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by Simon Lord,
last updated 18/11/2010

in this article:

December 2005 - The extraordinary story of Shiraz Hajee, New Zealand's Franchisee of the Year for 2005.

Watching Shiraz’s polished performance on stage as he accepted the award for his Jesters the Jaffle Pie Company outlet, there was no hint of his beginnings in business on the streets of Bombay. Talking to Franchise New Zealand magazine & website after winning the Award, Shiraz told a tale of heartbreak, hard work and inspiration.

LianneShiraz‘My mother died in 1975 when I was 15, and my father was so heart-broken that he suffered total paralysis,’ Shiraz begins quietly. ‘I became the bread-winner for the family. I had an elder sister and it was my duty to enable her to be married, and I also had twin brothers who were just six. There is no health service in India and my father’s business had gone broke - he had spent all his money on medicines for my mother and built up debts too. They were bad days. I tell you quite honestly, there were days we did not know how we would put food on the table for the next meal.’

Desperate, Shiraz went out and took the first job he was offered. ‘You have seen the vendors on the streets in India and the urchins who shout out for customers? Well, I became one of them. My first boss had a sheet on the footpath and sold handbags and accessories all for 55 rupees – like The $2 Shop,’ he laughs. ‘He had got hoarse shouting and paid me to do it for him. My salary was 100 rupees a month – about NZ$3.’

But his boss soon noticed that Shiraz brought something extra to the job. ‘He said I spoke very good English and he liked the way that I talked to the customers with real enthusiasm. In Bombay there are little cupboard-like stalls leased out by the government – not quite shops but a step up from a sheet on the ground. He suggested we take one so I could start selling a better range of products and we could get better margins. We would go halves on the profits, he said – but I had no money to invest. He told me that all I needed to invest was my tongue! We did it – and within 20 days from starting my first job I was earning 100 rupees a day. It was a miracle! I am still in touch with him, my first mentor, today.’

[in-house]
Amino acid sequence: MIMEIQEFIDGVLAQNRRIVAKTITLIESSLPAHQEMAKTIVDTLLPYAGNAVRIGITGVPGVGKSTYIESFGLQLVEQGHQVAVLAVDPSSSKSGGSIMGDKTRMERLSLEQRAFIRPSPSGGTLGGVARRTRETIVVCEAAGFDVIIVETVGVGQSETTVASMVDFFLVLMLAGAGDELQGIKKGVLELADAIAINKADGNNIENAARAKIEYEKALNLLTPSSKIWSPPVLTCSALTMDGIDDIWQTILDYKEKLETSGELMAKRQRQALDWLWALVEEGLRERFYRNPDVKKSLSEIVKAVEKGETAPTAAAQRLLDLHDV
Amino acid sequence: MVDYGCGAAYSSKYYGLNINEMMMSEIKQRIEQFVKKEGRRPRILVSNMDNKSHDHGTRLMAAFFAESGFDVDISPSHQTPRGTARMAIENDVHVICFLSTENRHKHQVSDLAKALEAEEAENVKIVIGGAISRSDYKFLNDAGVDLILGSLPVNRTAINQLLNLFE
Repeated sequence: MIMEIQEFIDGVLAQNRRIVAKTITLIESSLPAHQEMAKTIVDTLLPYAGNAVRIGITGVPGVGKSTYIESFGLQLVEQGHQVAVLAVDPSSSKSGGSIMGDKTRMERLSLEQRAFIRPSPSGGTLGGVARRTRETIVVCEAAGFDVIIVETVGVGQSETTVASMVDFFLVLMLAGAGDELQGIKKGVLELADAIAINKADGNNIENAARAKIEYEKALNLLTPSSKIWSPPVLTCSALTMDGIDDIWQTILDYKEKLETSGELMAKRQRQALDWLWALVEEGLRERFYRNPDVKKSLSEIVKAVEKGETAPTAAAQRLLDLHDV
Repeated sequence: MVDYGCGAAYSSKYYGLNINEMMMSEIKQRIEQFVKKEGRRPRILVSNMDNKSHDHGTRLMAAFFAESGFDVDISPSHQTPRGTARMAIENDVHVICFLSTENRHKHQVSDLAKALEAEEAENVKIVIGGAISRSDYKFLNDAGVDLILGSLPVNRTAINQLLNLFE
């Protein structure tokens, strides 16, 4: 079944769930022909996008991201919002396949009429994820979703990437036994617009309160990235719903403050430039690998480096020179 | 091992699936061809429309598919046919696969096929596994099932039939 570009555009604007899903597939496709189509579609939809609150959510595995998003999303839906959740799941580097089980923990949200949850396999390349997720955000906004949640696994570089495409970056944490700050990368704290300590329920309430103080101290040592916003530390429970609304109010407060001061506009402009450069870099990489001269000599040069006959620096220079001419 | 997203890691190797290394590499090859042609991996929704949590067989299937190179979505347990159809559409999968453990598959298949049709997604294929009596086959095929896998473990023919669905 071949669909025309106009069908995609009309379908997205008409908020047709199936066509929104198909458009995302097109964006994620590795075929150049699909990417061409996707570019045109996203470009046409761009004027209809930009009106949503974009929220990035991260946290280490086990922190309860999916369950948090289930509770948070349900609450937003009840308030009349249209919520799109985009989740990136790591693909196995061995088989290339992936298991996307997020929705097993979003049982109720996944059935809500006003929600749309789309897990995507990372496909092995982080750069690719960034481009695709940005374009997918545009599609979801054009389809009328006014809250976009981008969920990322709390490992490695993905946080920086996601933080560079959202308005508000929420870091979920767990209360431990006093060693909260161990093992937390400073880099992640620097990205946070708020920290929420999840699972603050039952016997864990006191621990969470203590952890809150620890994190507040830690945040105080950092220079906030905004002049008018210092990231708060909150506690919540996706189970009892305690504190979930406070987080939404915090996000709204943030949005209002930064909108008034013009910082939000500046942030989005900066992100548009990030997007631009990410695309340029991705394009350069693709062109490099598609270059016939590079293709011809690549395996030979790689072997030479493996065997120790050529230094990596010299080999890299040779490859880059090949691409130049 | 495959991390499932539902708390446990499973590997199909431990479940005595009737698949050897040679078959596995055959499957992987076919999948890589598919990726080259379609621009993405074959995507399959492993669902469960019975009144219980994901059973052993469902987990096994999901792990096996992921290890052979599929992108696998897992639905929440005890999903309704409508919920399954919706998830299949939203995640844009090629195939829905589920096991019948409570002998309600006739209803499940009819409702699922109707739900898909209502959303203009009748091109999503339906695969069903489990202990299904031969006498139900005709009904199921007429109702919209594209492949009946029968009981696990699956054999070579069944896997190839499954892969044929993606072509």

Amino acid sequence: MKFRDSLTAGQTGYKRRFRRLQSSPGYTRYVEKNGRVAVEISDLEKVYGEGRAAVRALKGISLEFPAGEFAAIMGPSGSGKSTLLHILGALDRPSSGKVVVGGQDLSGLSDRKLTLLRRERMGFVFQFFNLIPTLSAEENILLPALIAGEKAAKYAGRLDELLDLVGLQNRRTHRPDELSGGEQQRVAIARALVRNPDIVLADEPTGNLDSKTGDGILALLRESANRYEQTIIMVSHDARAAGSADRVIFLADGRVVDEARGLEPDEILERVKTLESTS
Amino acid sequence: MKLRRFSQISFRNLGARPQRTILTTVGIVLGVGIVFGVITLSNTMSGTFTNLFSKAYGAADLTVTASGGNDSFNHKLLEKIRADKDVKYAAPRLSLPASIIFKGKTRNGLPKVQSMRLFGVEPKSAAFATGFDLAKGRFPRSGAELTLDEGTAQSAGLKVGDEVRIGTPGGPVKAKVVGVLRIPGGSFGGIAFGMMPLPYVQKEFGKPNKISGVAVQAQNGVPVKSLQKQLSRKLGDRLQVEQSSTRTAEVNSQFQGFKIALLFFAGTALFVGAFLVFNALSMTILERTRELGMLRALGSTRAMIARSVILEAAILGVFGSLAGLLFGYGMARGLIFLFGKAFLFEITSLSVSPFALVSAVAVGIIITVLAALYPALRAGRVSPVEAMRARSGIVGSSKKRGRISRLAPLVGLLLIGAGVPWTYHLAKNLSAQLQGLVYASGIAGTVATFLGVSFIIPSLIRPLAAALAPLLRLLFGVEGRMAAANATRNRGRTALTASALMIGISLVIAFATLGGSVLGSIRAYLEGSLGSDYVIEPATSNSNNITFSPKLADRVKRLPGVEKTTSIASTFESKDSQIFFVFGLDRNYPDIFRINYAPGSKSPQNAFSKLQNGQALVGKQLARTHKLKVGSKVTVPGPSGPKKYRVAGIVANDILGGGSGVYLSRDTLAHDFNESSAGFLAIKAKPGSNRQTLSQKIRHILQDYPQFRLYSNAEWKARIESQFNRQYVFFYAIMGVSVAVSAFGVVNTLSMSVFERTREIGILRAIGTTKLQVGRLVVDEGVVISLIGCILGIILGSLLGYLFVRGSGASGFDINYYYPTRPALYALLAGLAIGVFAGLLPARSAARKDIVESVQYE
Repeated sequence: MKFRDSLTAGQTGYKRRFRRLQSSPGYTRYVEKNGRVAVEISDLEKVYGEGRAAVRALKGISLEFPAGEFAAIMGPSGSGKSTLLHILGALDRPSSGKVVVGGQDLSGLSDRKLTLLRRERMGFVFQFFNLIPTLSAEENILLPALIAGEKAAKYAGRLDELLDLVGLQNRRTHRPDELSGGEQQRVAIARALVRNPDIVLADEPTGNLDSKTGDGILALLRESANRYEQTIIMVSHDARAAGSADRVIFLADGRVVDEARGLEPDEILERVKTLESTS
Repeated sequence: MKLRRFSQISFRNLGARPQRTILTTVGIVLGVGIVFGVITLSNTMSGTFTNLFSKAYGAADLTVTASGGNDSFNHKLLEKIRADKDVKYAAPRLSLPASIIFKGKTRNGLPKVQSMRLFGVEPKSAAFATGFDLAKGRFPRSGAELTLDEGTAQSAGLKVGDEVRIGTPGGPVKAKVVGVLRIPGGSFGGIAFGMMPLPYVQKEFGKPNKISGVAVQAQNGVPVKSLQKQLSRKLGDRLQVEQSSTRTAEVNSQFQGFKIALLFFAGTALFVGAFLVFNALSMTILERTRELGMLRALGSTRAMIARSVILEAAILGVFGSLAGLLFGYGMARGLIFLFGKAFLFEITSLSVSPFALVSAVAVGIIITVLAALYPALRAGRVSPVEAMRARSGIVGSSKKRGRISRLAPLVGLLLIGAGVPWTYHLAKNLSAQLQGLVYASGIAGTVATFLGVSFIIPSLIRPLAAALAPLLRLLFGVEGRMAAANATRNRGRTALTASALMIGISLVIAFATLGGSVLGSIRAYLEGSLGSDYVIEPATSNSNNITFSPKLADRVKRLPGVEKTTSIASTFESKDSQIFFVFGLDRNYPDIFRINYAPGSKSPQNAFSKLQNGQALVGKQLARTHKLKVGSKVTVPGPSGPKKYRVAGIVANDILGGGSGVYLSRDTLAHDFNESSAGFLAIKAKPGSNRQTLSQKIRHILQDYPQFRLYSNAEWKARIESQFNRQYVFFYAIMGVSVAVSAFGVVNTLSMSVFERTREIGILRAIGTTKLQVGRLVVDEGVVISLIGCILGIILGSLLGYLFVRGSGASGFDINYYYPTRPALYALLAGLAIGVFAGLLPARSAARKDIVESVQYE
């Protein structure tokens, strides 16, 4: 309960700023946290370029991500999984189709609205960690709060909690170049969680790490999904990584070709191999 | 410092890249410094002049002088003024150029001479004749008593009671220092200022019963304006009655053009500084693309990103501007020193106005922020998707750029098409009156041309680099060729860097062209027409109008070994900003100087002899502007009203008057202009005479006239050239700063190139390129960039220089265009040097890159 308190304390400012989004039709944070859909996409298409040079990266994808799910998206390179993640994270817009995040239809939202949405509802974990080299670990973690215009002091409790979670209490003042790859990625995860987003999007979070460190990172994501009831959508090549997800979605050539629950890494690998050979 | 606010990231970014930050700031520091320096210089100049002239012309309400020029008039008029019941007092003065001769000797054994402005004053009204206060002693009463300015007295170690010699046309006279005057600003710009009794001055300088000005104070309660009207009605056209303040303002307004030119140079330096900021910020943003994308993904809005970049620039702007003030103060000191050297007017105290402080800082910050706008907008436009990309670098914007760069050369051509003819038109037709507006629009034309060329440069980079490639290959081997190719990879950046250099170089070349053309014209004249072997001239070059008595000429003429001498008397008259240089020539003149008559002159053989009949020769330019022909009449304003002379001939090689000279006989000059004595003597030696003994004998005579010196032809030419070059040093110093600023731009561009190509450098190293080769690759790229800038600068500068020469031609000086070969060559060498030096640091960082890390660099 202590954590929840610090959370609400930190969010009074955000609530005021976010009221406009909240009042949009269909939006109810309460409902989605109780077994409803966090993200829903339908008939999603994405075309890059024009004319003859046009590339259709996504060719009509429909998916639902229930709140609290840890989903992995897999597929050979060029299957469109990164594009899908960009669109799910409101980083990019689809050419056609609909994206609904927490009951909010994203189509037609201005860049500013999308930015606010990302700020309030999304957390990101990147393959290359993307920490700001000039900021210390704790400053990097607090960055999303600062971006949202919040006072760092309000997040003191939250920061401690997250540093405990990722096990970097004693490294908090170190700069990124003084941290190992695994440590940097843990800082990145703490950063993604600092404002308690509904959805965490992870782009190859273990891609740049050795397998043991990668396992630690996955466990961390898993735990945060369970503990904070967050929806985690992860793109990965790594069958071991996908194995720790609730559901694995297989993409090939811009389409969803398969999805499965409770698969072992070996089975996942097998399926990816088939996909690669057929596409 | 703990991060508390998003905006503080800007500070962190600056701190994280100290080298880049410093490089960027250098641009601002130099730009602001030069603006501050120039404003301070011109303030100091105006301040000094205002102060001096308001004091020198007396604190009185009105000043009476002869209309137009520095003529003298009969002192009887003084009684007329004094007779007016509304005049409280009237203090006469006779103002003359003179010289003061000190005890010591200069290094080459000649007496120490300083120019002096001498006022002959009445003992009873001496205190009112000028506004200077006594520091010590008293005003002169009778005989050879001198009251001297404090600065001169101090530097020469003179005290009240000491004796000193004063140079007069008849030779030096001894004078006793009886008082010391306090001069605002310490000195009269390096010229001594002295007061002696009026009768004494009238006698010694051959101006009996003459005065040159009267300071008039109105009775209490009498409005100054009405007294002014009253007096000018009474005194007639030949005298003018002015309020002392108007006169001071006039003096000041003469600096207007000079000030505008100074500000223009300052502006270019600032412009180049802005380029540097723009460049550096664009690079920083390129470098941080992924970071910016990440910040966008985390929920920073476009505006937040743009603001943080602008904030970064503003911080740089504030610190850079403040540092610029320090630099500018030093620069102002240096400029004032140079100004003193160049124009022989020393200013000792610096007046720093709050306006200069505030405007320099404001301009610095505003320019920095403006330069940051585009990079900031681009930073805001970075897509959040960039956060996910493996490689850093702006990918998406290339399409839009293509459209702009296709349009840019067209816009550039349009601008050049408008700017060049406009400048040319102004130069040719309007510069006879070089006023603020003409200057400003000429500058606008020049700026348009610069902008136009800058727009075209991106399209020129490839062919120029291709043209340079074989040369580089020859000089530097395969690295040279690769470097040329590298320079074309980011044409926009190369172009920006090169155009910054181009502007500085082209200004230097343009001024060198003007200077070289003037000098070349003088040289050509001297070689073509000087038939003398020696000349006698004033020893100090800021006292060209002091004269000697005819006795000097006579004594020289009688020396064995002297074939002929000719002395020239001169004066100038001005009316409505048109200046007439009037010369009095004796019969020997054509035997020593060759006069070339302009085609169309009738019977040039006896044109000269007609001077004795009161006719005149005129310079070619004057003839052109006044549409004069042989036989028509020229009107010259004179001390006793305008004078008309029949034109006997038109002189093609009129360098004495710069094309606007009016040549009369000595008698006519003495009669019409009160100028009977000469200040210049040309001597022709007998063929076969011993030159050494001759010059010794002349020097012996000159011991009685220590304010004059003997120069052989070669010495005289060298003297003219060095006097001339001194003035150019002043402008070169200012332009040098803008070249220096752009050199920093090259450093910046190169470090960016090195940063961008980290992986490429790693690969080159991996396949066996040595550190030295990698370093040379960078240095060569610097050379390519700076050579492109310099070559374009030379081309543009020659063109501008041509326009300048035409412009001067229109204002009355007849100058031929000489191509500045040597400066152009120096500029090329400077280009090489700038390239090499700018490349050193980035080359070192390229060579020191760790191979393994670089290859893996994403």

Shiraz’s natural business skills took him onwards and upwards. An uncle helped him into his first real shop, a shoe shop in the Sheraton Hotel, and then he started his own leather manufacturing business like his father. That expanded into garment design, and by 2002 Shiraz was a wealthy and successful man who could afford to take time off and travel. Then in January 2002 he came to New Zealand to visit a cousin and fell in love. ‘After just one week in this beautiful country I knew I had found the place I wanted to die in,’ he says. ‘Such a beautiful place, such a quality of life, such friendly people. I walked up One Tree Hill early in the morning and complete strangers wished me good morning. It was wonderful.’ Shiraz decided to emigrate as soon as possible. Just a few months later he was back permanently and looking for a business opportunity.

How Shiraz chose his Jesters franchise is another saga in itself, but since 2003 he has put all his energies into developing his central Auckland store – and, crucially, developing the staff who work with him. The Award judges commended Shiraz for commitment to understanding ‘everyday New Zealand’ and his instinctive and deep understanding of managing people and sharing his learning. His approach is reflected in the fact that, in these days of full employment, almost incredibly Shiraz has a long waiting list of potential employees.

The 2005 Franchise Awards were the first official engagement for the newly-appointed Minister for Small Business, the Hon Lianne Dalziel MP, who presented Shiraz with his Franchisee of the Year title. With great aplomb, Shiraz amused the audience by thanking her for her part in his success - Lianne was Minister for Immigration when Shiraz’s application was approved. ‘She always seems to be there for me at the critical moment,’ he laughed.

Read more of Shiraz's experiences and the stories behind all the winners in the 2005 Franchise Awards.



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